There are many DFSS tools and from that we will discussed some Popular tools.
Needs VS Requirements
- Stated by the customer.
- May not reflect the true needs.
- Subject to interpretation related mistakes.
- These are explicitly stated.
- Needs are something that the consumer actually wants.
- These are implicit requirements and needs to be understood.
- It is very important to understand the difference between needs and requirements.
- While capturing VOC, it is important to ensure that not just the stated requirements but the implicit needs are captured accurately.
- The affinity diagram was developed by Kawakita Jiro to help in discovering meaningful groups of ideas within a raw list. It was named after him as KJ diagram or KJ analysis.
- KJ diagram sorts out disparate items from multiple sources into few essential statements.
- KJ diagram or affinity diagram should be used by the Black Belt immediately after he collects the customer requirements.
- For example, one may have got late because of sleeping late at night, waking up late, getting the bus late, chatting with friends, or some guests arriving at home. With the help of KJ diagram, these can be sorted out under the headings: Sleeping habits, guests, meeting friends, etc.
Quality Function Deployment (QFD)
- QFD is a systematic approach for transitioning customer needs to design requirements.
- QFD shows the competitive strengths of a company’s product versus its competitors’ products in the same niche.
- QFD will also show the possible weaknesses in the product in terms of adhering to the customer’s need (In DMAIC and DFSS projects).
- QFD was first developed by Professors Shigero Mizuno and Yoji Akao.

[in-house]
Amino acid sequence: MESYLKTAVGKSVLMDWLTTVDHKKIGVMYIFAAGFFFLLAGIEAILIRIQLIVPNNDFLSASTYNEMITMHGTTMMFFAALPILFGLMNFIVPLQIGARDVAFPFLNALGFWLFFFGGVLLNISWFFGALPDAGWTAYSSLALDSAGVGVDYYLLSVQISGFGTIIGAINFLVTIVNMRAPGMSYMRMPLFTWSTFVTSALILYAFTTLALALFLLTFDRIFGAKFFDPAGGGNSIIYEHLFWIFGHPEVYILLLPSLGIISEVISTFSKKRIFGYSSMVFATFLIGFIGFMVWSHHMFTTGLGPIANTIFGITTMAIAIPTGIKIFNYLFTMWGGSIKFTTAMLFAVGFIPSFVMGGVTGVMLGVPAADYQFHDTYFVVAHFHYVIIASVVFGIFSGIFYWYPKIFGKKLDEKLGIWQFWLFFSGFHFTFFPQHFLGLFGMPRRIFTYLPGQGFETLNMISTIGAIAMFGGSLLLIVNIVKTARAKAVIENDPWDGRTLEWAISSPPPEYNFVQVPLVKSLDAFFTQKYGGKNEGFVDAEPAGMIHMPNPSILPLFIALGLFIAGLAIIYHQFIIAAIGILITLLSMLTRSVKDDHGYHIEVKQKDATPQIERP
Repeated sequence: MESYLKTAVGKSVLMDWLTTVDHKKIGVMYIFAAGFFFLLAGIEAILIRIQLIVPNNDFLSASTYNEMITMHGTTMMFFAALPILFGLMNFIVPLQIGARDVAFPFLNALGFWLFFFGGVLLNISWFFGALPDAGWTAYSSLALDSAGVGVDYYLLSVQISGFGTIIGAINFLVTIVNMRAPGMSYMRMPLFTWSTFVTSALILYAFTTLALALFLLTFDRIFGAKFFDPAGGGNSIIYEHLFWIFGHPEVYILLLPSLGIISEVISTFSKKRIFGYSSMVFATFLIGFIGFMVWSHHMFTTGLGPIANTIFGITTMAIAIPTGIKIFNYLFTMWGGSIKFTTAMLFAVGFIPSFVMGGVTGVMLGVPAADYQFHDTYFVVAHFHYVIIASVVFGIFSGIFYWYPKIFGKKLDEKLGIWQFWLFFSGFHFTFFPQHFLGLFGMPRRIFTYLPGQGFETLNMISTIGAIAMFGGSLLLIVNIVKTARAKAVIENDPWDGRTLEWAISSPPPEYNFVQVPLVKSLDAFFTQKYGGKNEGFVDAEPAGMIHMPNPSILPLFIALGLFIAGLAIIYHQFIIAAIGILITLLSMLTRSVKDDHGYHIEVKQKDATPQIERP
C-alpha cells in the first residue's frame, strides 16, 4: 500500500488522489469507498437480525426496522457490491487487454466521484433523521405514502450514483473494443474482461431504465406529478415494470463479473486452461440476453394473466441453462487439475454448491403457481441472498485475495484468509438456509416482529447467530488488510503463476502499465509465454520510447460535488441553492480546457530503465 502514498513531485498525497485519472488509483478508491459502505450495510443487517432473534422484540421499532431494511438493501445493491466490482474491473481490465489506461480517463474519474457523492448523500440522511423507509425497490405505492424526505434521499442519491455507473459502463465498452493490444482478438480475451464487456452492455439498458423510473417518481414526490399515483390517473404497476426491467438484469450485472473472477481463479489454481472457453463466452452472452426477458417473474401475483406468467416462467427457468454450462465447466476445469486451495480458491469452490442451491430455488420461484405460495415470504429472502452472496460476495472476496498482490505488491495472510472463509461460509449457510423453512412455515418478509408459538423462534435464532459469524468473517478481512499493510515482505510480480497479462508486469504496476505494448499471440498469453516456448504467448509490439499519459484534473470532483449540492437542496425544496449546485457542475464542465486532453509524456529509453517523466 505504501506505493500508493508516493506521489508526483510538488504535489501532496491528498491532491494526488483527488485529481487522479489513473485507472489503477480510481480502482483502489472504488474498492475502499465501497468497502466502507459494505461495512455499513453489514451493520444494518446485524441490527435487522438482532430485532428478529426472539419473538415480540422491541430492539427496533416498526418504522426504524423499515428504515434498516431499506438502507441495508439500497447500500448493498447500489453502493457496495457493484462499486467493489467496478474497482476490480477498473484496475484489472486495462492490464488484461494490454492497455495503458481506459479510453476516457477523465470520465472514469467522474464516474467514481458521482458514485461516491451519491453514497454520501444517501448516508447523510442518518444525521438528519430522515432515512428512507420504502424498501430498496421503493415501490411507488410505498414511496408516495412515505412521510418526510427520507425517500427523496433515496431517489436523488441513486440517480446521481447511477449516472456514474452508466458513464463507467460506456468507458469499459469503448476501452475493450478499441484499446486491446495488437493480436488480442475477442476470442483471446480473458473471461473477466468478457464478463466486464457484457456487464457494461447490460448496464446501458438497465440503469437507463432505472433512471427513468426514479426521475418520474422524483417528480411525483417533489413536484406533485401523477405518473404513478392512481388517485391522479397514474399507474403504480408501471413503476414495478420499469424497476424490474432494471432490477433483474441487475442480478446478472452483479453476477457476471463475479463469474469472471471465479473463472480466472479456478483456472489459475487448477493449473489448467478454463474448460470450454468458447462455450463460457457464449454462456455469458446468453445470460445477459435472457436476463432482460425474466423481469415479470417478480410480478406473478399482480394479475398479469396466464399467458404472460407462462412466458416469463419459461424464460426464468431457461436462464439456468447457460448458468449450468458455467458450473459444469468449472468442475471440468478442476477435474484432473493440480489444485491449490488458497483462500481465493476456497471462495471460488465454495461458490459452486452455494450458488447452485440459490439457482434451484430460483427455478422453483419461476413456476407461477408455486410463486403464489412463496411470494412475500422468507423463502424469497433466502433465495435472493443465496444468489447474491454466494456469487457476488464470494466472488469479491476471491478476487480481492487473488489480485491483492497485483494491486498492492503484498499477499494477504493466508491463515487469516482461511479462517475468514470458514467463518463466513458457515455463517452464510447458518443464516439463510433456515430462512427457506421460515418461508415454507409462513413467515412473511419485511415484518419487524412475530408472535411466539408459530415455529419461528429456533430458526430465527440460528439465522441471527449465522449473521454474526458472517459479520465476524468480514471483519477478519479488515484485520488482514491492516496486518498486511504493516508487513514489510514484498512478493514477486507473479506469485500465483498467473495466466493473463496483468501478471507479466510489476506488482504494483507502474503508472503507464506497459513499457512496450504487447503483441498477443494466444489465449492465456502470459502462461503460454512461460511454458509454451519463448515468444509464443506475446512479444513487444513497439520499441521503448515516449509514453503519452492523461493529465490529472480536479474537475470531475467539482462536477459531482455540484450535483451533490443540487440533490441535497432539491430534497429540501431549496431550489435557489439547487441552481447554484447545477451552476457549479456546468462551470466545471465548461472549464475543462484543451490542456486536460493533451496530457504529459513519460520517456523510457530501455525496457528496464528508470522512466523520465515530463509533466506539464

- The first step in QFD is the understanding of VOC and KANO model.
QFD can be extended to House of Quality (HOQ) to get a better understanding of process and customer needs. They are covered in detail in the DMAIC approach and are also a part of the toolkit.
- Assesses levels of customer satisfaction by ranking them on three parameters:
- Basic needs (Unspoken requirements);
- Performance needs (Spoken expectations); and
- Delighters (Unspoken excitement attributes).
- Every product will have its own set of expectations from a customer. For example, if someone wishes to buy a car, he would expect windows, brakes, gears, and tires to be provided. These are basic needs’ features.
- Mileage: Performance needs or expectations. If the manufacturer, doesn’t give the quality, the customer gets dissatisfied. If he does, the customer gets satisfied.
- Car lock alarms: Exciting. This was not mentioned. If provided, the customer would be super-delighted. If not provided, he wouldn’t be dissatisfied.
- The basic requirements of a product must be met in order for the product to be successful.
- The performance requirements should be prioritized in the order of what the customer wants, and should be delivered in order to stay in competition.
- The exciting requirements should be factored into the product, as part of a breakthrough strategy and differentiate with other competitors.
Important: Requirements should be sought and customer needs should be determined proactively and not re-actively.